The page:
Radiology: PEM + MR improves breast cancer detection

Twitter icon
Facebook icon
LinkedIn icon
e-mail icon
Google icon
Mediolateral oblique PEM image of 68 year-old woman, curved arrows indicate known cancer. Image courtesy of: Radiology.

The use of positron emission mammography (PEM) to complement MRI improves the detection of additional tumors in women expected to undergo breast-conserving surgery, according to a study to be published in the January edition of Radiology. The study found that PEM alone was less sensitive than MRI and less accurately predicted the need for mastectomy, though PEM boasted stronger specificity, making the modality less likely to prompt unnecessary biopsies.

Breast-conserving surgery followed by radiation is accepted as producing survival rates equivalent to mastectomy in women with breast cancer; however, mammography and clinical examination commonly underestimate the size of the cancer, requiring women to undergo re-excision or mastectomy after the initial breast-conserving surgery. MRI has been shown to have positive predictive value (of .69 in one study) for determining cancer size and in surgical planning, making the modality more effective than mammography, clinical examination and ultrasound for many pre-operative patients. Even so, the study pointed out, many tumors remain occult on all modalities, creating additional challenges for effective surgical planning and treatment of women with breast cancer.

The authors performed what they believed was the first direct comparison of PEM and MRI in ipsilateral breasts with newly diagnosed cancer. PEM and MRI were performed in randomized order in 388 women with invasive and/or intraductal breast cancer who were clinically eligible for breast-conserving surgery. PEM or MR readers were typically blinded to the findings of the other modality, though not to mammography and other clinical information, and when medically necessary physicians were informed of all of a patient's findings.

Of the 388 women with planned surgery, 82 were discovered to have ipsilateral cancer. Twenty-eight of these cancers were discovered by both PEM and MR imaging and 21 cancers were found by MRI alone. Fourteen additional cancers were discovered by PEM but missed by MRI. Seven cancers were discovered by mammography and ultrasound and twelve were missed by all imaging modalities utilized.

The integration of PEM with MR improved detection to 74 percent, compared with 60 percent for MRI alone. Fifty-six of the 388 participants ultimately required mastectomy, with MRI accurately identifying 40 of these women and PEM identifying 20.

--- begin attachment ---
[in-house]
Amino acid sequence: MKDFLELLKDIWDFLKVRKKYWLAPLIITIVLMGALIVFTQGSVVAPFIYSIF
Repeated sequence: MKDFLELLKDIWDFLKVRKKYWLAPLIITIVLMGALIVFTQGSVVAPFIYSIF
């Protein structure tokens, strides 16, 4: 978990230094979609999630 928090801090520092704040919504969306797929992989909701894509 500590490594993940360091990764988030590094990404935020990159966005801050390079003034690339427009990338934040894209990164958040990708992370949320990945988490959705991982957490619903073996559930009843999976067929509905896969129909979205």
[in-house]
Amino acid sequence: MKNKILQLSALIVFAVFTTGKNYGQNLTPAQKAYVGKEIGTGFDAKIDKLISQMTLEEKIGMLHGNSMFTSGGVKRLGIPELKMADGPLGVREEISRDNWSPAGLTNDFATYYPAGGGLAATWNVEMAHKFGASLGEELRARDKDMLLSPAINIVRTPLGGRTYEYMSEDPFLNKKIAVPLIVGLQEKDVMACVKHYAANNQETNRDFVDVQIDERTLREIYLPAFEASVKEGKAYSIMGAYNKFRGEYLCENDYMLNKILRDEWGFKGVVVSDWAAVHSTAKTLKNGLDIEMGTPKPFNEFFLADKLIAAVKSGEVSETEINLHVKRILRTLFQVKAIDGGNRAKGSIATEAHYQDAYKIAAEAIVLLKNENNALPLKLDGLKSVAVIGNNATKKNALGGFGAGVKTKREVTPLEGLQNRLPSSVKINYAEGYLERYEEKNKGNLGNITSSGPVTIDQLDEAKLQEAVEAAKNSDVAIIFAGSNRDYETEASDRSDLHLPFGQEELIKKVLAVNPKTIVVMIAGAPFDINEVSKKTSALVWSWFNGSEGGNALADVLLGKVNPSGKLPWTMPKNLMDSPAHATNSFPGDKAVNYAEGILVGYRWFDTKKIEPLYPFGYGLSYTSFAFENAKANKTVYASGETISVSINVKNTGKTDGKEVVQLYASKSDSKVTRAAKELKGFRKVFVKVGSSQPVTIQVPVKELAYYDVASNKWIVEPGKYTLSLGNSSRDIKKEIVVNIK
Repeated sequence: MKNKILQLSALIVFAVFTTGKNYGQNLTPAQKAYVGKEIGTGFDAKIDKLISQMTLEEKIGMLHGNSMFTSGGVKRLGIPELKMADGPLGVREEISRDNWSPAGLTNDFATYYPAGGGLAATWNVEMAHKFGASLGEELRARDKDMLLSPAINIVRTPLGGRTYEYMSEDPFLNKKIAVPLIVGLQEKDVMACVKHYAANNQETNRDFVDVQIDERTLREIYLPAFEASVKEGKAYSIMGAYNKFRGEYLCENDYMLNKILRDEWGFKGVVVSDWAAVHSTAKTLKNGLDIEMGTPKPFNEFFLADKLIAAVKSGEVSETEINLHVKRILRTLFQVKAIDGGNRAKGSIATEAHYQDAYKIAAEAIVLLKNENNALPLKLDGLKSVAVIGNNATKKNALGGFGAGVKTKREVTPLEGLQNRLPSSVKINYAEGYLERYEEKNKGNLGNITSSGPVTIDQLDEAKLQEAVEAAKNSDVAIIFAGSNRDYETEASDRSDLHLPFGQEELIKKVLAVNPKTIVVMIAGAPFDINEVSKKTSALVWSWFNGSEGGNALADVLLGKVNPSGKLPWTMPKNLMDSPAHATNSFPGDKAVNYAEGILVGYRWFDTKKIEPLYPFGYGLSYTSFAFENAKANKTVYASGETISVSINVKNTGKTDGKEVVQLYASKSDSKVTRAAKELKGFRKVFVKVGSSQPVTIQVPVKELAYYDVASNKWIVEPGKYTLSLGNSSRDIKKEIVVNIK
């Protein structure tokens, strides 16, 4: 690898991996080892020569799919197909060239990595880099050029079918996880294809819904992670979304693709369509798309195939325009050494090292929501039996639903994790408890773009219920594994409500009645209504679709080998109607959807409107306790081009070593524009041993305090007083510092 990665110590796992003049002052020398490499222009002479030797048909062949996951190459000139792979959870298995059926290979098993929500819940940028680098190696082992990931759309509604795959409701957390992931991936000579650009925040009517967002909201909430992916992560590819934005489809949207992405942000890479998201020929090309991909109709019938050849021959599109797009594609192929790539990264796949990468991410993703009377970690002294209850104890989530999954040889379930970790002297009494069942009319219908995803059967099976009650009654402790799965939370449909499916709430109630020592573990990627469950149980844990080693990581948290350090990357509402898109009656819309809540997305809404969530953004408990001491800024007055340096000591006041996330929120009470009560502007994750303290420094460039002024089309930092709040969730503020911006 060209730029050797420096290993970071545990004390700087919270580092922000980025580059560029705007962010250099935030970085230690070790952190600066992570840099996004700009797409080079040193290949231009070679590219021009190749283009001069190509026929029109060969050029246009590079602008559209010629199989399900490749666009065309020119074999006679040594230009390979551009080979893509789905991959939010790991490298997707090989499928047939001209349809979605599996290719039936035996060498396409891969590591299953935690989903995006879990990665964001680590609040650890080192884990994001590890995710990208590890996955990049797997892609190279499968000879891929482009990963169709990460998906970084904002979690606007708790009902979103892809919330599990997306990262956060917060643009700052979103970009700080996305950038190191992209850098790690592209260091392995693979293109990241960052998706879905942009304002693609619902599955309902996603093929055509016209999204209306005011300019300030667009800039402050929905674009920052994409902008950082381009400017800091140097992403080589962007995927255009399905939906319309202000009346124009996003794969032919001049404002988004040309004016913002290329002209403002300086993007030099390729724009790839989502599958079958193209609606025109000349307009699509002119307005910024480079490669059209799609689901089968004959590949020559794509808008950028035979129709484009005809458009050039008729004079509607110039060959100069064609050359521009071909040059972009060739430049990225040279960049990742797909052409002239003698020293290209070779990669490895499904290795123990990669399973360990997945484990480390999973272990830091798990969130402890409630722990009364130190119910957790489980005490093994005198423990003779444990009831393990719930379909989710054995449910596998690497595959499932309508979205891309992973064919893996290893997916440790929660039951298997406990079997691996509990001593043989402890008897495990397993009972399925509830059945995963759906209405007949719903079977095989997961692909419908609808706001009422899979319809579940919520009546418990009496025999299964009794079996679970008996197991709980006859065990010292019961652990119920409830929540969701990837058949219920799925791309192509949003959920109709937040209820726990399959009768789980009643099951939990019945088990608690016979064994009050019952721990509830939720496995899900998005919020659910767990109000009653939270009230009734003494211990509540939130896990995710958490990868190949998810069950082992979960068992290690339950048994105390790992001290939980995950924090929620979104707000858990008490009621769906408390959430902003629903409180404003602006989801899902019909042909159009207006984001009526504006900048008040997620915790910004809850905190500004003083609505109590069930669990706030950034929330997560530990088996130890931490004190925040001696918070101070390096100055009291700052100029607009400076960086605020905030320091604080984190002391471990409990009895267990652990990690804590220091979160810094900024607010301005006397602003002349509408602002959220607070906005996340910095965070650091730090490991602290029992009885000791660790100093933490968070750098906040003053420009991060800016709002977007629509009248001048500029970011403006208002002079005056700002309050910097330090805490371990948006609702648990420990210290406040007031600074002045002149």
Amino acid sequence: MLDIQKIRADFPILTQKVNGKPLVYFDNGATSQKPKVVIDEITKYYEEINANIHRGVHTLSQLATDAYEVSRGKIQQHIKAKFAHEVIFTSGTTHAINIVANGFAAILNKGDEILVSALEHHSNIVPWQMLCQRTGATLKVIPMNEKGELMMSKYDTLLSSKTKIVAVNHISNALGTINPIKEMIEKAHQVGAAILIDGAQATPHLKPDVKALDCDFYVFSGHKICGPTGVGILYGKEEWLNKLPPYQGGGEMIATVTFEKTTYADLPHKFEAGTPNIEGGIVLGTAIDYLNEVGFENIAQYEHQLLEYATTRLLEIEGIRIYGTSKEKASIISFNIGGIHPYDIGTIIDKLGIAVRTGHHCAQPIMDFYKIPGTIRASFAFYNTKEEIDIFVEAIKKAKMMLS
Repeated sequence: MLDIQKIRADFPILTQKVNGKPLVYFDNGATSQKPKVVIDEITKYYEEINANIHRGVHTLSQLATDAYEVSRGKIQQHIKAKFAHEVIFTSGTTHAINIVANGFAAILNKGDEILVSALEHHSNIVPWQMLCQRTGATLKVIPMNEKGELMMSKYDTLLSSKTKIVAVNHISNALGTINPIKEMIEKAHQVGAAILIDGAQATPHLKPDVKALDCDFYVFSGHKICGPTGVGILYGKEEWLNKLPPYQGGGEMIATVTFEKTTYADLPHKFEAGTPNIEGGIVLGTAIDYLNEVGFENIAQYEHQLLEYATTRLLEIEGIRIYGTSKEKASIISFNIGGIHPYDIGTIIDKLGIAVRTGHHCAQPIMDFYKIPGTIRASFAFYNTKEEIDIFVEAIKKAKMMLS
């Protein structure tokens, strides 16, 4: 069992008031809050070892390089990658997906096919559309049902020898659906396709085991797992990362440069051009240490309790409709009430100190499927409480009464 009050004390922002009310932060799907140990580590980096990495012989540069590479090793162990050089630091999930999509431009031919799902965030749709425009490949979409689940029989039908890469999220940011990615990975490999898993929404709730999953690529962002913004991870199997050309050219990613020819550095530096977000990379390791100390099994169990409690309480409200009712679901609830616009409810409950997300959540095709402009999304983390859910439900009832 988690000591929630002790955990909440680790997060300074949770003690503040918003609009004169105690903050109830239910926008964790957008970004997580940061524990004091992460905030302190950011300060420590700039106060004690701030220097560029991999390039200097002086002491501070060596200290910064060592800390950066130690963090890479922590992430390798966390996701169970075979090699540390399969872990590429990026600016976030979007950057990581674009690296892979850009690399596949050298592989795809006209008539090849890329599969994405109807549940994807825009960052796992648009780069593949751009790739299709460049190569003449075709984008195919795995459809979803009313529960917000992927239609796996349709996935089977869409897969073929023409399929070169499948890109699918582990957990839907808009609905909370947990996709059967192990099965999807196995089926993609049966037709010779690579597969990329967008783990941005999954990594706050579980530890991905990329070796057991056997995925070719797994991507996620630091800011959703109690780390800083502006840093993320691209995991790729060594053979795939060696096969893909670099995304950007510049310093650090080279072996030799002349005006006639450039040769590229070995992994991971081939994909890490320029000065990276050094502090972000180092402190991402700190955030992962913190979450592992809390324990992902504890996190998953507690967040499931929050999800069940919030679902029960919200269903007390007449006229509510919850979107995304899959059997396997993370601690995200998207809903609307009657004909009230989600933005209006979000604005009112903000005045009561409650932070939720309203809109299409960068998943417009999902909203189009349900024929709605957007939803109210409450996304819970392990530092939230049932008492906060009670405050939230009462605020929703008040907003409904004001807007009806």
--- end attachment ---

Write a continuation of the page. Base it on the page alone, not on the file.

"We found that PEM was more specific than MR imaging at the lesion level (151 [79.9 percent] compared with 124 [65.6 percent] of 189 benign lesions correctly characterized as imaging negative) and less likely to prompt unnecessary biopsies. At the lesion level, PEM was less sensitive than MR imaging (47 [41 percent] compared with 61 [53 percent] of 116 malignant lesions imaging positive), although there was no difference in sensitivity at the participant level," noted Wendie A. Berg, MD, PhD, of the American College of Radiology Imaging Network in Lutherville, Md., and colleagues.

PEM's mixed results led the authors to favor the modality as an addition to MRI and conventional imaging. "PEM proved to be complementary to MR imaging, increasing the additional ipsilateral cancer detection rate from 49 to 61 of 82 participants with additional cancer and depicting additional ipsilateral malignancies that were not seen on MR images in 14 of the 388 participants."

Several of the authors noted compensatory ties and funding for the present study from the PEM device-manufacturer and other companies.

"We found PEM sensitivity increased with increasing size of malignancy in this series," observed Berg and co-authors. "As such, the sensitivity of PEM for the detection of smaller lesions may be reduced in larger breasts owing to volume averaging," since all PEM scans incorporate 12 slices, contributing to less precision with greater volume.

PEM's positive predictive value of 66 percent was significantly higher than that of MRI's of 53 percent but lower than conventional imaging's 69 percent value.

"An important finding, however, was that even the combination of PEM and MR imaging did not fully depict the disease extent, particularly in cases with an extensive intraductal component, multifocal disease, or multicentric disease—that is, the very patient populations anticipated to benefit most from accurate preoperative assessment of disease extent."